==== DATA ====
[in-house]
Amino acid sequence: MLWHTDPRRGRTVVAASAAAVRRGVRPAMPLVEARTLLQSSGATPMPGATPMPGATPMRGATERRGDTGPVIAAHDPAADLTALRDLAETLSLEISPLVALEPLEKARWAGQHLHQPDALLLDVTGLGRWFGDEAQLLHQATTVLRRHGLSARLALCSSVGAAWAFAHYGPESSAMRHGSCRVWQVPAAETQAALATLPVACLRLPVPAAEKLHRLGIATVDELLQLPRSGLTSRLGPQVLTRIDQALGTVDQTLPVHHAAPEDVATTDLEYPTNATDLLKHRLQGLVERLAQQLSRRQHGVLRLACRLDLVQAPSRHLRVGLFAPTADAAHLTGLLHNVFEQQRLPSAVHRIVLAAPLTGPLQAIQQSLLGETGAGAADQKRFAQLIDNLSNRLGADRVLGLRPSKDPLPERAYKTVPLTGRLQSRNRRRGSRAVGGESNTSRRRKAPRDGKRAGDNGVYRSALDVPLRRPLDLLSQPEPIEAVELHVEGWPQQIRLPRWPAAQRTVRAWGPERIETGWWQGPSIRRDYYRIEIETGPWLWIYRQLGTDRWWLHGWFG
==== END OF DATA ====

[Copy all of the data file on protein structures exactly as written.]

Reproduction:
[in-house]
Amino acid sequence: MLWHTDPRRGRTVVAASAAAVRRGVRPAMPLVEARTLLQSSGATPMPGATPMPGATPMRGATERRGDTGPVIAAHDPAADLTALRDLAETLSLEISPLVALEPLEKARWAGQHLHQPDALLLDVTGLGRWFGDEAQLLHQATTVLRRHGLSARLALCSSVGAAWAFAHYGPESSAMRHGSCRVWQVPAAETQAALATLPVACLRLPVPAAEKLHRLGIATVDELLQLPRSGLTSRLGPQVLTRIDQALGTVDQTLPVHHAAPEDVATTDLEYPTNATDLLKHRLQGLVERLAQQLSRRQHGVLRLACRLDLVQAPSRHLRVGLFAPTADAAHLTGLLHNVFEQQRLPSAVHRIVLAAPLTGPLQAIQQSLLGETGAGAADQKRFAQLIDNLSNRLGADRVLGLRPSKDPLPERAYKTVPLTGRLQSRNRRRGSRAVGGESNTSRRRKAPRDGKRAGDNGVYRSALDVPLRRPLDLLSQPEPIEAVELHVEGWPQQIRLPRWPAAQRTVRAWGPERIETGWWQGPSIRRDYYRIEIETGPWLWIYRQLGTDRWWLHGWFG